Elsewhere, the battle swayed back and forth until Náin from the Iron Hills, arrived with a host of fresh troops. Naín, and his Dwarves hewed through the Orc lines with their mattocks shouting AZOG! AZOG! AZOG! until they got to the steps of the gate, in-which Naín called upon Azog to come out and fight. When Azog emerged from the inner gate with his guards, Naín was very tired and half blind with rage and tried to swing as hard as he could at Azog but the orc darted aside, and he missed, which splintered his mattocks on the ground. The orc kicked him in the leg when he dodged the Dwarf's blow, making him stumble, at which Azog tried to decapitate him but Azog only broke Naín's neck because of the strong mail he was wearing, Naín died instantly. Azog laughed at this, but when he looked out into the valley he found that his entire army was routed. Those that could were fleeing southwards, and all his guards were killed as well. With that he fled back to the gate. But Náin's son, Dáin, leaped up the steps after him with his red axe and just before the gate he hewed off Azog's head, thus ending the war. He was just 32-years old at the time, very young for a Dwarf, and it was remarked an amazing feat. Dáin would later become King under the Mountain as Dáin II Ironfoot.
The Dwarves were victorious, but with heavy casualties. Half of their forces dead or mortally wounded. But the Orcs casualties were ten thousand. After the battle, King Thráin wanted to enter and reclaim Moria, the ancestral home of Durin's folk. However, since the Dwarves had taken heavy losses and the Dwarves of the other Houses did not see any benefit in it for them unless they got some treasure from Moria. More significantly, Dáin had peered beyond the East-gate after slaying Azog, and saw that Durin's Bane still lingered within and advised Thráin not to enter. They then stripped the dead, so the orcs couldn't plunder them, and felled all the trees in the valley which they made many pyres with, and put there dead on them to burn. For they could not bury them all in fashioned tombs of stone, as was their custom for it would take many years. So those that fell in that battle were known proudly as Burned Dwarves. The Houses then parted ways, returning to their homes to the North, East, and West.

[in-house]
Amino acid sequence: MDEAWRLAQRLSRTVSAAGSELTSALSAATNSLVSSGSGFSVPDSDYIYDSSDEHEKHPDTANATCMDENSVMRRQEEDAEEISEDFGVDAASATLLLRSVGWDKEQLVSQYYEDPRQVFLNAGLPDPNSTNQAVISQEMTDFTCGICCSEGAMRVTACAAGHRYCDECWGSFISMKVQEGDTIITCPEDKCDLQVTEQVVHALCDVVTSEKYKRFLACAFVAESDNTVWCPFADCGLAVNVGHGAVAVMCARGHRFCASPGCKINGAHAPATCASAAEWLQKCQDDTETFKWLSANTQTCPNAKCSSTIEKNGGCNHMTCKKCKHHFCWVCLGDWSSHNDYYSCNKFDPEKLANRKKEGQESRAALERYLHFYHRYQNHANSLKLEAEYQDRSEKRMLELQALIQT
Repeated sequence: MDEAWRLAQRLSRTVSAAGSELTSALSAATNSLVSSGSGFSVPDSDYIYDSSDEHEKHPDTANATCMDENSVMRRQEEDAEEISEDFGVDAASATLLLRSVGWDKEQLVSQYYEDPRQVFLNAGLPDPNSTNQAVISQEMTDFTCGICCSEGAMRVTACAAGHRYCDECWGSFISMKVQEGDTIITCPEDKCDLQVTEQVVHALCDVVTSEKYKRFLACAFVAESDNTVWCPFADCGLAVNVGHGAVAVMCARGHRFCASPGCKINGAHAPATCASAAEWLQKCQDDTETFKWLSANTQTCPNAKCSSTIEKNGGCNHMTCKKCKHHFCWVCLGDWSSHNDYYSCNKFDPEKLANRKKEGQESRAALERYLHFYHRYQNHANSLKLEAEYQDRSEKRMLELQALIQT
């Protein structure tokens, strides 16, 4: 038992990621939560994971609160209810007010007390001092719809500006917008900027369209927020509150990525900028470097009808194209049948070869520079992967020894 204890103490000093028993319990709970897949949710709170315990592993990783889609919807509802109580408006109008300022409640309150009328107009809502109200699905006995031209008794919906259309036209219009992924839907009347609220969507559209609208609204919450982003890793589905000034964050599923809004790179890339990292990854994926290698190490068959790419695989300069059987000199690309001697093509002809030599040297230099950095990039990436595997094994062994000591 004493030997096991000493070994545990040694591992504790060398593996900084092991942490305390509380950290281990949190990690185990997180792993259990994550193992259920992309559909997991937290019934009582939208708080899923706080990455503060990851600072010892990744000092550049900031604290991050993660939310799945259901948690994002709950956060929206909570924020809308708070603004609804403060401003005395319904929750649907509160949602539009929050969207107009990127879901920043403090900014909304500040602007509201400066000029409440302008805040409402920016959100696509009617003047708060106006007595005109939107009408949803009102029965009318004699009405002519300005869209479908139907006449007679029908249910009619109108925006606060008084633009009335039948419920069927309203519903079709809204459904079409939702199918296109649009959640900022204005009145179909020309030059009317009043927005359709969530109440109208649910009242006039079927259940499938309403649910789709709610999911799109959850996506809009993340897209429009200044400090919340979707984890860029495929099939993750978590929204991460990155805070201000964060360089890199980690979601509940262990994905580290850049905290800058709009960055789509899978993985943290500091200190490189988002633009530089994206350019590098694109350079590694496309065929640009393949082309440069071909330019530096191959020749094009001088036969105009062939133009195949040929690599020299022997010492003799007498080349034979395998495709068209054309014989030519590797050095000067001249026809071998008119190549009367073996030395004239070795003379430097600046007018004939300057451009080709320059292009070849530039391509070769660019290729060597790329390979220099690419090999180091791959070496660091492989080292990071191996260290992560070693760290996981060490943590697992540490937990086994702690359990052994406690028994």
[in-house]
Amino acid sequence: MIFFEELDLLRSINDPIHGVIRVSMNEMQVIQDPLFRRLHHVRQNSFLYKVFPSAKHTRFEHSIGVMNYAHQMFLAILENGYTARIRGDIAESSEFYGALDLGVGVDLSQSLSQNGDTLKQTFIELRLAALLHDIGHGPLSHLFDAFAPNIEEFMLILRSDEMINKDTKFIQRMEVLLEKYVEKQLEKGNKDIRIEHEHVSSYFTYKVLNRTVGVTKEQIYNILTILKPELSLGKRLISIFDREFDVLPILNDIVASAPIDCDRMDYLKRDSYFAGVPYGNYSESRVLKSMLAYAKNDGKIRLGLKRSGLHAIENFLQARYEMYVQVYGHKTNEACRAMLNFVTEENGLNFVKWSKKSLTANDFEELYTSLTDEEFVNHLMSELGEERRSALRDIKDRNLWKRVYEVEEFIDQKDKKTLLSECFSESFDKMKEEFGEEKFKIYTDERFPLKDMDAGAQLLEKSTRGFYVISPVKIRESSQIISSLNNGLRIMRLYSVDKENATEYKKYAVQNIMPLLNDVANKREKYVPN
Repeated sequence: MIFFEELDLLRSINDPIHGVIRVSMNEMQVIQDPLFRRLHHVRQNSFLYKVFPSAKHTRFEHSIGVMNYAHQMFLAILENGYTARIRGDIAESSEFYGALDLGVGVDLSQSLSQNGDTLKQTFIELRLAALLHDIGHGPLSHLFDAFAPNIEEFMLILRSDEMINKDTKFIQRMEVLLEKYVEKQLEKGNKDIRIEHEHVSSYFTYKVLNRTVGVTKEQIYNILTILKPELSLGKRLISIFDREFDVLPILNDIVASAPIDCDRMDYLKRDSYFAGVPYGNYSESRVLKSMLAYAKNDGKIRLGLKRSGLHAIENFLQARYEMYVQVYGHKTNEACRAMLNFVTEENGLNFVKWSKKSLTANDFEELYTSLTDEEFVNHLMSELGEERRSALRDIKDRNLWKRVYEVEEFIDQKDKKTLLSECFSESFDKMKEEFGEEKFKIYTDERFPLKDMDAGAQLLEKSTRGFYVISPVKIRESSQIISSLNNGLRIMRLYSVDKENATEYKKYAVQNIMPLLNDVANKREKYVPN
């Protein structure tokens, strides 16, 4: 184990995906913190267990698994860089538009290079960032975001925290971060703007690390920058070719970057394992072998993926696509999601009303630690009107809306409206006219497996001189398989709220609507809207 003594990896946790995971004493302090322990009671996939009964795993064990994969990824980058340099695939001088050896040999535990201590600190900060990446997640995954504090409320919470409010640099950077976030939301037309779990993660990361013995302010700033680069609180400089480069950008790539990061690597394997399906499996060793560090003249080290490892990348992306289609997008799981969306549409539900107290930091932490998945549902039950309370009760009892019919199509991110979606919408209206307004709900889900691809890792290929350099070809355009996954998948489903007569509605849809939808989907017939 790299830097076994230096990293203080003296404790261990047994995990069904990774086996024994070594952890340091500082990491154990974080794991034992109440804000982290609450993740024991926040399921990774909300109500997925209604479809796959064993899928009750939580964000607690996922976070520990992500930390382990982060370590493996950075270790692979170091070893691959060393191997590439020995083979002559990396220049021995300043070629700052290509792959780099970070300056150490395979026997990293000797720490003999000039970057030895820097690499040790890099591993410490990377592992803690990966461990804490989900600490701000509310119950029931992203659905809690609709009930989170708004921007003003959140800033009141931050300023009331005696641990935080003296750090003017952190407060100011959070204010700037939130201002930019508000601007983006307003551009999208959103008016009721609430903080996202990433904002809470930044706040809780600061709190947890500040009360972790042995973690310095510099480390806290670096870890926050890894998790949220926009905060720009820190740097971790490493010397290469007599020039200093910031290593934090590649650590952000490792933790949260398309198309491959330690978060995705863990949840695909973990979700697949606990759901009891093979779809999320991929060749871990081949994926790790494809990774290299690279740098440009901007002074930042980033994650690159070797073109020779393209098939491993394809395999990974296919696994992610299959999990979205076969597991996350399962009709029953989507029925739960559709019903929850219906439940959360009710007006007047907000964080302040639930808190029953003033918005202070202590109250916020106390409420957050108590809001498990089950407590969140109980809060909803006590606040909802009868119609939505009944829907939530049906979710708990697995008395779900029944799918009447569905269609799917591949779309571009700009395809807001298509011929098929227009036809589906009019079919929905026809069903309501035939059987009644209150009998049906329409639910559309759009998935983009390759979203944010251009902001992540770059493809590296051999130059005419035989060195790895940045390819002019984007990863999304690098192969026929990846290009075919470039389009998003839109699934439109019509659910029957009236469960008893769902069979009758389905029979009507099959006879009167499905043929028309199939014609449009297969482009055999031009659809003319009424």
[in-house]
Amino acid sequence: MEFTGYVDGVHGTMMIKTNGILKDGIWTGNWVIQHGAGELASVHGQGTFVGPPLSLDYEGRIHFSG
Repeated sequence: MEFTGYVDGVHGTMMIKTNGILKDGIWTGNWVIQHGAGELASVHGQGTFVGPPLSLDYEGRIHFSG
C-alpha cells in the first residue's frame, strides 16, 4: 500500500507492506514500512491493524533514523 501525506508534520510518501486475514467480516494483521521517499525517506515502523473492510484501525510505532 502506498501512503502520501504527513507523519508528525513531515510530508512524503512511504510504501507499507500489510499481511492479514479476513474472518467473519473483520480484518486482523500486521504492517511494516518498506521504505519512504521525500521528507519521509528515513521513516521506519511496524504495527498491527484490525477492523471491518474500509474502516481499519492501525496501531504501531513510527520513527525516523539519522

Thráin, with what was left of Durin's folks' forces, went back to Dunland, and shortly afterwards wandered in Eriador till they settled in the Northern Blue Mountains. There Durin's folk regrew slowly in population and waited till the days they could take back the halls of Erebor, and Khazad-dum.
Although the Dwarves suffered heavy casualties, the battle would have lasting effects for the Orcs of the Misty Mountains. Their numbers were severely shrunken after the battle and never fully recovered. If it hadn't been for the battle, Bilbo Baggins and his thirteen Dwarf companions may have never made it to Erebor; the Battle of Five Armies wouldn't have been won by the army of Elves, Men, and Dwarves; and The Fellowship may have never got through Moria alive.